It’s hard to find safety right now in markets that are in disarray, but bond traders are certainly trying to do exactly that.
They’re buying short-term debt that stands to lose when the Federal Reserve raises interest rates—but a hike next month isn’t as much of a concern right now. And they’re dumping risky junk bonds faster than their high-grade counterparts, sending the yield gap between the two to the widest in almost three years.
Traders are hunkering down, buying and selling less than average as they try to determine what’s next for markets after more than US$5 trillion in global equity value was erased in less than two weeks.
There’s “nothing normal about these economic or market conditions,” said Sharon Stark, chief fixed-income strategist for D.A. Davidson & Co. “We advocate patience,” since the selloff in riskier assets may deepen before the market finds its footing, she wrote in a Monday commentary.
Call it patience, or lack of liquidity, or just paralyzing fear. Whatever it is, bond traders certainly seem immobilized amid the turmoil. Fixed-income trading volume remains about 60 percent of what would be expected in an accelerating decline, Jim Vogel, an interest-rate strategist at FTN Financial, wrote in a note Monday.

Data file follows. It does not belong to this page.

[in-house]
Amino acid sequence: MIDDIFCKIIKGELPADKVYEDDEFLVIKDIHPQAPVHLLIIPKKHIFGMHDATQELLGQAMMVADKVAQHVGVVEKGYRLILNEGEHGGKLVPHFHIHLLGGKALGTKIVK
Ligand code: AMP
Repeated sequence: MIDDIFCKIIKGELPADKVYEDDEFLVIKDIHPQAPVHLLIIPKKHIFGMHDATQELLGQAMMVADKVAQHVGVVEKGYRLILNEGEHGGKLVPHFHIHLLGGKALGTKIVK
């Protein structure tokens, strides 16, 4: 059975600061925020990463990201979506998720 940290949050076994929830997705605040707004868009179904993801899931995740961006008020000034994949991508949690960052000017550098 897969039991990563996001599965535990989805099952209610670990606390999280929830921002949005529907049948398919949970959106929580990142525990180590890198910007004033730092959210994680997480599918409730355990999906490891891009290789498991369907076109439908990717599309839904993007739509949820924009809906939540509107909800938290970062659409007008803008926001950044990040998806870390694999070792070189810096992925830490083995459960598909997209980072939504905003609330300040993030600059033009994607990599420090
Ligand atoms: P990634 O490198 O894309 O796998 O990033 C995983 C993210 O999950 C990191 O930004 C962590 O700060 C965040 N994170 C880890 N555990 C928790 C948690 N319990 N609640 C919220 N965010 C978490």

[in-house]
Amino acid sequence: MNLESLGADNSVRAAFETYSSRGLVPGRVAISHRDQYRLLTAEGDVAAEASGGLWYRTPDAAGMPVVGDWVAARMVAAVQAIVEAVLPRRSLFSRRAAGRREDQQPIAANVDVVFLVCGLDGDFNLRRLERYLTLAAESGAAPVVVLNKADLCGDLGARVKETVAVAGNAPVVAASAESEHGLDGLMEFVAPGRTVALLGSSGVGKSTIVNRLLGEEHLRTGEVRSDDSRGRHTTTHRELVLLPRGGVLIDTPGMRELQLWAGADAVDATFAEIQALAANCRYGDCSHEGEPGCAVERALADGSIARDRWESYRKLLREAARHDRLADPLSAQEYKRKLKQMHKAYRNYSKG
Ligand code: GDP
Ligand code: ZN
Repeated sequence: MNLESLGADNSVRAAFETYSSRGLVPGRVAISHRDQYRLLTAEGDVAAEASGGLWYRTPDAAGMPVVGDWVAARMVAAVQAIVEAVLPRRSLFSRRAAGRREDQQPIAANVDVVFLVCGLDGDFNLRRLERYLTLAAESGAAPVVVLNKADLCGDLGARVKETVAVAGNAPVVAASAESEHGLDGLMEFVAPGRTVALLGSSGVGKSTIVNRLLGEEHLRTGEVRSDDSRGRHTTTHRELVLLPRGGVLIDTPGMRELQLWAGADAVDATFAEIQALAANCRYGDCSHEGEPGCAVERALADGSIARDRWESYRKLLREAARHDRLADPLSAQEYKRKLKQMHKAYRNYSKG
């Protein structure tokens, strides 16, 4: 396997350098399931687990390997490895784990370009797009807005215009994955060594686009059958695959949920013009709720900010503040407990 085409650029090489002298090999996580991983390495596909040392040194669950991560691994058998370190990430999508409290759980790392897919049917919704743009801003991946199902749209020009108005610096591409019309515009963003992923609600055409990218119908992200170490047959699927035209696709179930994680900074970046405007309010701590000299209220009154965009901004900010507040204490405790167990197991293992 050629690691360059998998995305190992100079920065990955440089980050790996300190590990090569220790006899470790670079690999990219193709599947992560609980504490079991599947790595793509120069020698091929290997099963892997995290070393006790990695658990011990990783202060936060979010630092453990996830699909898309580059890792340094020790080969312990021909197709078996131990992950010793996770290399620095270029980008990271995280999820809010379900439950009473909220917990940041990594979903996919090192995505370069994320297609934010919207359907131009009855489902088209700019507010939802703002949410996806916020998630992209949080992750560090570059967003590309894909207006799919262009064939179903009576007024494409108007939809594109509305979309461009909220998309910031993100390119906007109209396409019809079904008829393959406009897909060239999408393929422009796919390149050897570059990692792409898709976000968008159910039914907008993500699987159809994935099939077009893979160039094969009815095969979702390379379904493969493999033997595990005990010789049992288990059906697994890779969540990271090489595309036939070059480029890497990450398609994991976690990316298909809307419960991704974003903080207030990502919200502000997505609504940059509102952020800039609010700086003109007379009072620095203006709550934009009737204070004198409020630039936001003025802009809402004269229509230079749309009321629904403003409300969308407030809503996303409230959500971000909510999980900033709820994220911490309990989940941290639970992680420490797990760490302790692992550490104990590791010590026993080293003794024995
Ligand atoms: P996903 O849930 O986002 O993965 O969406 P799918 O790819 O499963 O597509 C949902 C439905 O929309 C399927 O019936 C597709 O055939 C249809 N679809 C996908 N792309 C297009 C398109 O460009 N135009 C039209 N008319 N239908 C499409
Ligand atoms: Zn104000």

High-yield bond trading has fallen 10 percent this month versus the same period in 2014, while the market overall has dropped 2.1 percent, according to data compiled by the Financial Industry Regulatory Authority and Bank of America Corp. Take bonds of Oasis Petroleum Inc.: Trading on only 10 days this month, they’ve tumbled 16 cents, to 76 cents on the dollar, as of 10:08 a.m.
(That said, junk-bond trading picked up a bit on Monday, as investors try to get rid of their energy and communications-related holdings in particular, Trace data show.)
As stocks from China to Europe plunge on concern global growth is slowing, investors are left to find havens in a bond market where yields have already been suppressed by central banks deploying stimulus around the world.
The flight to quality has sent the yield gap between U.S. investment-grade corporate bonds and junk notes to 4.3 percentage points, the biggest premium to own the riskier securities since November 2012, according to Bank of America Merrill Lynch index data.
Demand for the safest of assets, meanwhile, is picking up, with investors pouring $5.6 billion into money-market funds last week, according to data compiled by Wells Fargo & Co. Yields on five-year Treasuries dropped below 1.4 percent, the least since April, even as the Fed debates increasing benchmark rates from about zero, where they’ve been since 2008.
After all, there’s a time to search for yield, and then there’s now, which is more of a time to insulate yourself from losing all your money.
--With assistance from Brian Smith in New York.